Stronger gluten bolsters bioplastics

The bioplastics made from modified plant gluten can form more crosslinks, which increases its strength and elasticiy © Faiza Rasheed

Swedish scientists have selected the growing environment and genetic background of wheat to give plants that produce stronger gluten proteins. They used this gluten to make bioplastic films with improved strength and elasticity.

Manufacturers produce 200 million tonnes of plastic from fossil fuels annually. These materials are not biodegradable so cause significant waste disposal issues, whilst relying on a dwindling feedstock. Biodegradable bioplastics, made from plant-derived biopolymers, such as wheat gluten, are an alternative. However, they suffer from poor mechanical properties when compared with conventional plastics, requiring harsh chemical processing to improve their durability.

In contrast, the method proposed by Faiza Rasheed and colleagues at the Swedish University of Agricultural Sciences turns plants into a kind of green factory that bolsters gluten within them.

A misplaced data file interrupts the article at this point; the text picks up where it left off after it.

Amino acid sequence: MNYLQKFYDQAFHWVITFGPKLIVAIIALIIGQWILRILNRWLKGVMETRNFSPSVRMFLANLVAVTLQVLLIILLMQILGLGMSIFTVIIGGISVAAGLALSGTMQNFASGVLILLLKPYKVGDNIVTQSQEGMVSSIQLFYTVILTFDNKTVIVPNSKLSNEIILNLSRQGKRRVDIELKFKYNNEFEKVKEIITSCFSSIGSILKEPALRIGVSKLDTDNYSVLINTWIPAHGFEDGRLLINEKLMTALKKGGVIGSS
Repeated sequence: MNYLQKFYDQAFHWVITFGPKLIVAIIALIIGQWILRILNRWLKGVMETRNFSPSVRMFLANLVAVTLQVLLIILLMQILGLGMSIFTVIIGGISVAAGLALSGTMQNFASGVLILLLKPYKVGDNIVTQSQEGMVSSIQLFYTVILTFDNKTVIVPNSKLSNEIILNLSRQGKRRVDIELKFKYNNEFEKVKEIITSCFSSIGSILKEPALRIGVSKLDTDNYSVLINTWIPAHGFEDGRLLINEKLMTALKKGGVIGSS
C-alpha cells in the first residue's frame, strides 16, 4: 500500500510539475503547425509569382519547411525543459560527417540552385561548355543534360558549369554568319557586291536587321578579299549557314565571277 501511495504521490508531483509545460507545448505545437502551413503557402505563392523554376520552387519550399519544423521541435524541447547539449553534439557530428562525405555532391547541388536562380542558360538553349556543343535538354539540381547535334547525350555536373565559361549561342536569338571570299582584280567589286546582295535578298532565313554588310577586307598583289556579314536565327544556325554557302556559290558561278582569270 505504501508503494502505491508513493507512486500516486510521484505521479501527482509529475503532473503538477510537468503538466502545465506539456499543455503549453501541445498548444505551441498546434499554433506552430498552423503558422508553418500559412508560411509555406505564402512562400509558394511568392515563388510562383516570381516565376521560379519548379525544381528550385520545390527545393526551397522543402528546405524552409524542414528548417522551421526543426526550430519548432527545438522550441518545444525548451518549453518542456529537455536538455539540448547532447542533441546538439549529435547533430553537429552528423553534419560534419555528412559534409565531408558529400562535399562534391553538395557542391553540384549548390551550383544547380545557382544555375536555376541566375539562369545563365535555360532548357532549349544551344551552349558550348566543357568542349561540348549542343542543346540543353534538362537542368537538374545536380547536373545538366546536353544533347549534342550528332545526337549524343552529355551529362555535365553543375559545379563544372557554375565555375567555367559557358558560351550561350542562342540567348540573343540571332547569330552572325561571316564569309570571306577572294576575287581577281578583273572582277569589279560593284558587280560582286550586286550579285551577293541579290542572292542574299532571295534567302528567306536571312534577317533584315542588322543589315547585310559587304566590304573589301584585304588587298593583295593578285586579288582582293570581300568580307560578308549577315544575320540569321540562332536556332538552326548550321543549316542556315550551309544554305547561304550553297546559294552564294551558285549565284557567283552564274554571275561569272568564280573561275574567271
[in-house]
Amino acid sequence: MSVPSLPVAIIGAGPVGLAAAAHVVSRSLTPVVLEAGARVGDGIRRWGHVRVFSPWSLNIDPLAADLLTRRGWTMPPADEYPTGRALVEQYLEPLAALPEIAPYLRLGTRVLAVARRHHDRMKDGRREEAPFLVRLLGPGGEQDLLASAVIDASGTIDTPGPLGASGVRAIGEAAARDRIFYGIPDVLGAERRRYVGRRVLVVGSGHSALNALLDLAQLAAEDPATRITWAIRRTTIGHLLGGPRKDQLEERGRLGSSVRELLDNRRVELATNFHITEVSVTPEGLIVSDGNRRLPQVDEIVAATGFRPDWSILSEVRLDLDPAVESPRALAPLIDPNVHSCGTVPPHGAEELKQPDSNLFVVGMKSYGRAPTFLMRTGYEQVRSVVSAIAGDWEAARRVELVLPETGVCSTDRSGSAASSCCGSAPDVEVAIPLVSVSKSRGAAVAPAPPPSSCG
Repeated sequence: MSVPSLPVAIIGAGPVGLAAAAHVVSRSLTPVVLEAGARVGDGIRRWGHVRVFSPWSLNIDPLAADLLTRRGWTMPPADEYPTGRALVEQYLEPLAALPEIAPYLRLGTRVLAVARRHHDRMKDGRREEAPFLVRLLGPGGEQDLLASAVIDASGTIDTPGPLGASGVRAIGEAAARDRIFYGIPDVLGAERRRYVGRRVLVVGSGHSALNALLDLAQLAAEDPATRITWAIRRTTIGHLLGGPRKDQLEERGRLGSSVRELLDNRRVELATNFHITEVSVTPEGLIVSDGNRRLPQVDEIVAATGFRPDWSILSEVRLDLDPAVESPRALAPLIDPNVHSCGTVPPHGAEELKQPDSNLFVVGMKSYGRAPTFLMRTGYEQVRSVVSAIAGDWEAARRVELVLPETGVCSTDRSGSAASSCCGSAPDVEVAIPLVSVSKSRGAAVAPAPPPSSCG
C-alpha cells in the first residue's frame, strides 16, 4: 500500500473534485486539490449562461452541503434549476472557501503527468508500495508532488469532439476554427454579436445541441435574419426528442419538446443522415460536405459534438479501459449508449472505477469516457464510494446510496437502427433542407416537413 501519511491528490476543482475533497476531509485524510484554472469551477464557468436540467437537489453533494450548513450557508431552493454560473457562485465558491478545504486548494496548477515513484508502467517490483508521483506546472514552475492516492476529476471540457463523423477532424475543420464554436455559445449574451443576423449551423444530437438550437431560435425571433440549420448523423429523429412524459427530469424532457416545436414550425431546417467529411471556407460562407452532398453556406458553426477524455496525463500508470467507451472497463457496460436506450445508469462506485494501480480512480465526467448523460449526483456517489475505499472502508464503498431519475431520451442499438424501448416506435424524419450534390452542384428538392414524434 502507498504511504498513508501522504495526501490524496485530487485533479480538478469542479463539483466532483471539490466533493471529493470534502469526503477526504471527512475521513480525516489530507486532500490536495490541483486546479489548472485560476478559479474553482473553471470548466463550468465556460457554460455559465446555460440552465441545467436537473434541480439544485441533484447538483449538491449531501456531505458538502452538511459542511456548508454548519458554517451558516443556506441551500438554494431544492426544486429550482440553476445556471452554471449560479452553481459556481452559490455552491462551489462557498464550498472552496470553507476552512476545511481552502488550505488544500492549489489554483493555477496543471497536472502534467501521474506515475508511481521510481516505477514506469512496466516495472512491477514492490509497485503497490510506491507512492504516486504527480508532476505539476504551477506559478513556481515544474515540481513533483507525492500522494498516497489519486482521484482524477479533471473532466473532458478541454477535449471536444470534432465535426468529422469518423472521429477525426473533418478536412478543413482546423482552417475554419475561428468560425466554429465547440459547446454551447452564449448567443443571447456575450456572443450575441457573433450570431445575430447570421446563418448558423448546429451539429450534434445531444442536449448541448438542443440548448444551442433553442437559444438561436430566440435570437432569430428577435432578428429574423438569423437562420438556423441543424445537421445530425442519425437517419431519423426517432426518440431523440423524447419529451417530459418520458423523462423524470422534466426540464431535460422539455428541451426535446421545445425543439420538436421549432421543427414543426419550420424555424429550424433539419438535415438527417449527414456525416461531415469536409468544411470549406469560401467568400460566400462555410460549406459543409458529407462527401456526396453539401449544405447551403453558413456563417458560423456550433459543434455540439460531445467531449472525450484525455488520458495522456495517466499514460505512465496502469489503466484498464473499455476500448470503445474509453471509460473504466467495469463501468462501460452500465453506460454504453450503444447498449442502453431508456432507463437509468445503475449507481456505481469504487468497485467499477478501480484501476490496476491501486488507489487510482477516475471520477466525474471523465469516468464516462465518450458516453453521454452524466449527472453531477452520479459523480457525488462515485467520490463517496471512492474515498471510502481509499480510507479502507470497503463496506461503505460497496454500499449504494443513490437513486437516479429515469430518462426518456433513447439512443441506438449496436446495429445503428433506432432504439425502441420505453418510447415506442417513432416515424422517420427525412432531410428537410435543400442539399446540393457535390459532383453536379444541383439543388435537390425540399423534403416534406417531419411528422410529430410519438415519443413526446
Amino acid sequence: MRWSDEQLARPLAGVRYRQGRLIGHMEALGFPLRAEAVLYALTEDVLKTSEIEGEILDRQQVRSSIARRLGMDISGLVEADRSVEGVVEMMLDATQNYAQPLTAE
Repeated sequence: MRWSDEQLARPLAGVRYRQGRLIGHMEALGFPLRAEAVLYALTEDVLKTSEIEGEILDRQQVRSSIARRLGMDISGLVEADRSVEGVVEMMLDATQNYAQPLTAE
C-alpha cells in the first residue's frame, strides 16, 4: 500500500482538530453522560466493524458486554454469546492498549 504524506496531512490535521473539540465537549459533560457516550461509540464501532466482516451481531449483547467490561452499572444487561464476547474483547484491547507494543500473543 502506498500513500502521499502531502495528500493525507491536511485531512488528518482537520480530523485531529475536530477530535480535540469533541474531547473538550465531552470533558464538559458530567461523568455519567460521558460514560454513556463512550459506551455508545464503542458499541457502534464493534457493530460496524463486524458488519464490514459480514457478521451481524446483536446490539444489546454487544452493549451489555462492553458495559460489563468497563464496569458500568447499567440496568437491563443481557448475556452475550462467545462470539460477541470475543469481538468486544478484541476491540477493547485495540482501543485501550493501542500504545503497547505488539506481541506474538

The team grew two wheat genotypes under different temperature and nitrogen regimes to assess the effect of these factors on the extracted gluten. One genotype contained a stronger form of gluten with more available cysteine residues to form crosslinks. Growing this high-cysteine genotype at elevated temperatures and exposing it to nitrogen early on, also affected the secondary structure of the gluten, increasing the β-sheet content. ‘We extracted pristine gluten in a milder way, which preserved its native structure, resulting in hierarchical nano-structural arrangements, which translated to an increased film strength and elasticity,’ explains Rasheed.

The team is working on gluten trays for packaging fruit © Faiza Rasheed

These films are not currently suitable for plastic packaging due to moisture sensitivity issues, but the research highlights the potential to use plants as biochemical modifiers, a potentially valuable technique for the blossoming bioplastics industry. Paul Fowler, executive director of the Wisconsin Institute for Sustainable Technology in the US tells Chemistry World, ‘This work makes a significant step in beginning to address performance-in-use limitations of gluten-based films and provides a glimpse of the possibilities of novel, commercial in planta biopolymer production.’ The team intend to modify the bioplastics further, to develop sustainable packaging materials for fruit.


This article is free to access until 23 March 2016

F Rasheed et al, Green Chem., 2016, DOI: 10.1039/c5gc03111g

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